Fall sailing on Lake Michigan is the best. While the daily air temperatures are beginning to cool, the water temperature is still warm, and you’ll find it warmer out on the water than you will on land.
The summer air is full of hydrocarbons and humidity, which all gets swooshed away by the northerly breezes cleaning the air. This causes visibility to skyrocket, the buildings and sites along the shore suddenly have sharp edges and no longer look hazy and fuzzy. No longer are things washed out in a light gray pastel, they become vibrant with color. The big ore ships farther out on the Lake are easier to see and admire.
The color of the water begins to change, as the northeaster’s waves pound the shoreline stirring up the bottom, making the color of the water turn gray. The blue colors of the summer begin to disappear.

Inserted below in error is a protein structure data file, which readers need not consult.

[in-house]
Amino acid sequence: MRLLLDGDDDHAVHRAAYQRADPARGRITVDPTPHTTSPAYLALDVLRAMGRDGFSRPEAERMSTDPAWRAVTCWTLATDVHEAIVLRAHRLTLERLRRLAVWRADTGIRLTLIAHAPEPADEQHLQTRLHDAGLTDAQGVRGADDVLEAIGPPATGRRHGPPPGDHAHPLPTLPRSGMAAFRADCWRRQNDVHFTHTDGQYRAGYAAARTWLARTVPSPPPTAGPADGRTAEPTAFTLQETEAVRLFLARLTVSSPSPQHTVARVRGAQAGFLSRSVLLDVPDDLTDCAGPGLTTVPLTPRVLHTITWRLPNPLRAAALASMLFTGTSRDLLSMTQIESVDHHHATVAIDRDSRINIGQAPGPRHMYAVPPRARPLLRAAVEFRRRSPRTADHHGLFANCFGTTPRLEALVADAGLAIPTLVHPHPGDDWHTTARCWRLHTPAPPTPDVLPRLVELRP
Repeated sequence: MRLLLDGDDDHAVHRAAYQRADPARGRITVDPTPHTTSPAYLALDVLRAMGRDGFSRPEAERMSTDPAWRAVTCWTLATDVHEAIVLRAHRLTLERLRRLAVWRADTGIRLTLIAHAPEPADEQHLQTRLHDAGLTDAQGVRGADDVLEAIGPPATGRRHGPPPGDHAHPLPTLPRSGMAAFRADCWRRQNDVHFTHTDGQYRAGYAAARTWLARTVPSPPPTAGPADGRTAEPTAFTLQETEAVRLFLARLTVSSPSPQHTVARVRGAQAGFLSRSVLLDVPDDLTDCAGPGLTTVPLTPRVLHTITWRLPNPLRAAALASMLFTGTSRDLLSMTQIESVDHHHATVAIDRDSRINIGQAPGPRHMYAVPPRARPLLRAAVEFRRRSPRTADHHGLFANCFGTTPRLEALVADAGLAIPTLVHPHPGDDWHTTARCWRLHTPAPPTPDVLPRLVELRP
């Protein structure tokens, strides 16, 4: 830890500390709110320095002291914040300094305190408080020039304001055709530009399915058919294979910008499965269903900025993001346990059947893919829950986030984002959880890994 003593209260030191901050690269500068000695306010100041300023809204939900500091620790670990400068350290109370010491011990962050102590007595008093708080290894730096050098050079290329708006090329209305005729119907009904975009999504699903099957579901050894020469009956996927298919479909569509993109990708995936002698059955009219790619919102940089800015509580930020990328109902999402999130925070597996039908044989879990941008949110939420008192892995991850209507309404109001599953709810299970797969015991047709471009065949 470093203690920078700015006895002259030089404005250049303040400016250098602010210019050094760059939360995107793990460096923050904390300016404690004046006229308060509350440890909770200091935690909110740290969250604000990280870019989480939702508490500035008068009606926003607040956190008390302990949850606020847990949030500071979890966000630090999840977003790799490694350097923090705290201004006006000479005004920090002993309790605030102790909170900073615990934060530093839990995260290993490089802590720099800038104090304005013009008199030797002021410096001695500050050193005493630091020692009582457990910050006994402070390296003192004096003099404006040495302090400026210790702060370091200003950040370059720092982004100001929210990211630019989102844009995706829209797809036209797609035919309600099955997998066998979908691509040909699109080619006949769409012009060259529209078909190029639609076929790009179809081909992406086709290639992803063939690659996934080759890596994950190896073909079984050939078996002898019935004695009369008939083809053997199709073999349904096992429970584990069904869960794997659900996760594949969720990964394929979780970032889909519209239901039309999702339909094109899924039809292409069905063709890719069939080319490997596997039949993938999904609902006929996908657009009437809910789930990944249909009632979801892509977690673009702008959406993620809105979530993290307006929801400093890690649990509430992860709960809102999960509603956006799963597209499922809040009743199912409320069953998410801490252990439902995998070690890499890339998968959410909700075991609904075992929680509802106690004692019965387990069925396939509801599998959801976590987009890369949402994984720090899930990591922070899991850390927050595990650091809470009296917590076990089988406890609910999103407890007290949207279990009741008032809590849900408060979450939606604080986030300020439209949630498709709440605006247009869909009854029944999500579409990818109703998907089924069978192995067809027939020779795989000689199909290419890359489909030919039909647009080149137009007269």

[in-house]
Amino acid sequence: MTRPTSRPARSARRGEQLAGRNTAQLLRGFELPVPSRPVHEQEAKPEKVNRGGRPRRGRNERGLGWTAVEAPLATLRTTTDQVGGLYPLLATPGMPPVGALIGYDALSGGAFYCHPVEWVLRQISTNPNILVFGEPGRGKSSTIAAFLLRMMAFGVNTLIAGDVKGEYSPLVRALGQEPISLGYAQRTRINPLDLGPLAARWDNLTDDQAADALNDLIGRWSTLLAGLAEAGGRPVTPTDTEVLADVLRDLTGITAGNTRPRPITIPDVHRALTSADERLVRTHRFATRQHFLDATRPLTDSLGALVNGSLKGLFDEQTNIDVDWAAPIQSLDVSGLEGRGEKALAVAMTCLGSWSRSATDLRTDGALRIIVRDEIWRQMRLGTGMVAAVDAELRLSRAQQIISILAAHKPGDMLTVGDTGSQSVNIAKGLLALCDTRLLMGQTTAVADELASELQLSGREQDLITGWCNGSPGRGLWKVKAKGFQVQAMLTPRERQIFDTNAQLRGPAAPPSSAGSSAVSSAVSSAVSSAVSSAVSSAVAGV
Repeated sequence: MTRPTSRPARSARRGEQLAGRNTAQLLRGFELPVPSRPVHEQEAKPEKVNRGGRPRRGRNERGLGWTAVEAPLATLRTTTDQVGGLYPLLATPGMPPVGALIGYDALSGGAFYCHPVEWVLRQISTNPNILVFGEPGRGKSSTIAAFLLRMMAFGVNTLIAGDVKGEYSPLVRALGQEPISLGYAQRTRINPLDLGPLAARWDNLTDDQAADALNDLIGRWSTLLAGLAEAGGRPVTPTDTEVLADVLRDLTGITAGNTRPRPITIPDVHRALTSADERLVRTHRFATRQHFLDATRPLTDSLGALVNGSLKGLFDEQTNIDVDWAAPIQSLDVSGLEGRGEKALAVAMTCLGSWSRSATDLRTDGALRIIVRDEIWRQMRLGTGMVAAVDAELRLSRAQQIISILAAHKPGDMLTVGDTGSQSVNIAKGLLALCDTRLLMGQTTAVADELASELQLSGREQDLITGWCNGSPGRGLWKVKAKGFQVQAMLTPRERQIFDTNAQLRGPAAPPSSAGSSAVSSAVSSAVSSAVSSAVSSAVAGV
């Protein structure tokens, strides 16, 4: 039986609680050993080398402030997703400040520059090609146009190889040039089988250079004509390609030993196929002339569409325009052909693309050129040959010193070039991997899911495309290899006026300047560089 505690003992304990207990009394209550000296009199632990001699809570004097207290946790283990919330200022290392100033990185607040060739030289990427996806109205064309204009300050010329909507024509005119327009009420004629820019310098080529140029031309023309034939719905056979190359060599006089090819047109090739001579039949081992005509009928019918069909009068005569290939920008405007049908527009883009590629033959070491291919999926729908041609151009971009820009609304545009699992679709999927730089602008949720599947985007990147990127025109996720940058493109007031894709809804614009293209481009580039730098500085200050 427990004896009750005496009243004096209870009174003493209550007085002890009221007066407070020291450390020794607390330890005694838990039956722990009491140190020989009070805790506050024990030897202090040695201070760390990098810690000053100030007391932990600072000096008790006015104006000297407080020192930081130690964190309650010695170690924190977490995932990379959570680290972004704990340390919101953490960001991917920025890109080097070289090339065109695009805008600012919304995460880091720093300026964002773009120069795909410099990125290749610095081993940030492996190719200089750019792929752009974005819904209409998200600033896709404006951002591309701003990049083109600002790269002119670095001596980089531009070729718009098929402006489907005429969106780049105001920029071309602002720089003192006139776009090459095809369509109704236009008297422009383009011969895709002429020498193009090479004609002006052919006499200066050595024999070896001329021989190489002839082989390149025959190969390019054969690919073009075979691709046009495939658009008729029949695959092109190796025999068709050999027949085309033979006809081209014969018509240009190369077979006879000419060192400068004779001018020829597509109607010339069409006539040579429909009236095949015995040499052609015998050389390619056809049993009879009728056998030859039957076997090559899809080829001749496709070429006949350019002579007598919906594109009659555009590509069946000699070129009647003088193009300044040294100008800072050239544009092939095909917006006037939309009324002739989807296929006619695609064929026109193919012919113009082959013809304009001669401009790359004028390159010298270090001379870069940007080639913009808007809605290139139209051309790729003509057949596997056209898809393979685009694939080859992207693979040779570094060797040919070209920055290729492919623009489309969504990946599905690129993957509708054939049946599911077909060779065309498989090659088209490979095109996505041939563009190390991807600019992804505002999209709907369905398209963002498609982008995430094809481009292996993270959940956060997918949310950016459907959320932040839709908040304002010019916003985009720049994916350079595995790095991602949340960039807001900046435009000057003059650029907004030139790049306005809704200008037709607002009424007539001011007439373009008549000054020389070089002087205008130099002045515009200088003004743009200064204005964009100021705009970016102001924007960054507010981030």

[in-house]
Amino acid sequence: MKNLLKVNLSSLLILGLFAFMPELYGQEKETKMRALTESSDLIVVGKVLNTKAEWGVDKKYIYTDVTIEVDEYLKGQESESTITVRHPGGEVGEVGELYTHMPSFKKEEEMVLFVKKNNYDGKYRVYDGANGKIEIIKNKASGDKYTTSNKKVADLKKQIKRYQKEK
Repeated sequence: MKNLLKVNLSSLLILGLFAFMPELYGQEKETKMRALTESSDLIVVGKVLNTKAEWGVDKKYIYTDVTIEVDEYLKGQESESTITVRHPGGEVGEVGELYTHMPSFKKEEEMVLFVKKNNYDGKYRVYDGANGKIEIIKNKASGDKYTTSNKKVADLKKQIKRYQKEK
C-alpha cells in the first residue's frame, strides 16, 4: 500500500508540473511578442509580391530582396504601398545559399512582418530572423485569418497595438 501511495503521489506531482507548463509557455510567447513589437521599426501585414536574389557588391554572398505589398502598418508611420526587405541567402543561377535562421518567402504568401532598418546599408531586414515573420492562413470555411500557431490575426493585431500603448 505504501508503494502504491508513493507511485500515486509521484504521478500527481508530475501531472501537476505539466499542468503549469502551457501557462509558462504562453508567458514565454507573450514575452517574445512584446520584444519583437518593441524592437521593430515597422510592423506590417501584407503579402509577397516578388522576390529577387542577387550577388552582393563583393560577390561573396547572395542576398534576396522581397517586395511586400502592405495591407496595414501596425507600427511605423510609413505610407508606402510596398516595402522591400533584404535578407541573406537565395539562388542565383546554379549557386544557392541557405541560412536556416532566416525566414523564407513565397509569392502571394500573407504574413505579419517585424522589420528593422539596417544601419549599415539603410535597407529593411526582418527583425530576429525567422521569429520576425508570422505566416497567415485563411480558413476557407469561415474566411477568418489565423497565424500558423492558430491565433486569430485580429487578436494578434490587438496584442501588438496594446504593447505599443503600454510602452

The air is fresh, the breezes commonly a bit more in speed than the summer. Sometimes hats, gloves and parkas are the right thing to wear. A hot buttered rum at the end of the sail is a tasty treat.
Some days the northeaster will be in, blowing 20-35 knots, with big seas. Some consider sailing in this beyond their skills, while others are very comfortable sailing in this breeze and big seas and will relish the day. I always compare days like this to a theme park, except the ride is for hours, not a few short minutes.
As the days grow shorter, the time on the water during daylight shortens as well, as the sun works its way lower in the sky. If it feels right, you’ll find yourself coming in after dark a lot more often.
It saddens me to see people putting their boats away early in September, seemingly gearing up to watch football, rather enjoying the great outdoors and sailing on some of the prettiest days of the year. The Chicago Harbors don’t close until October 31, there’s plenty-o-sailing left to go!
If you know someone who owns a sailboat, ask them for a ride. Give them a reason to use their boats. They need memories too, to keep them enthusiastic about sailing. The more days they use their boats, the more they’ll feel it is worthy to keep going.
Get out and Sail!
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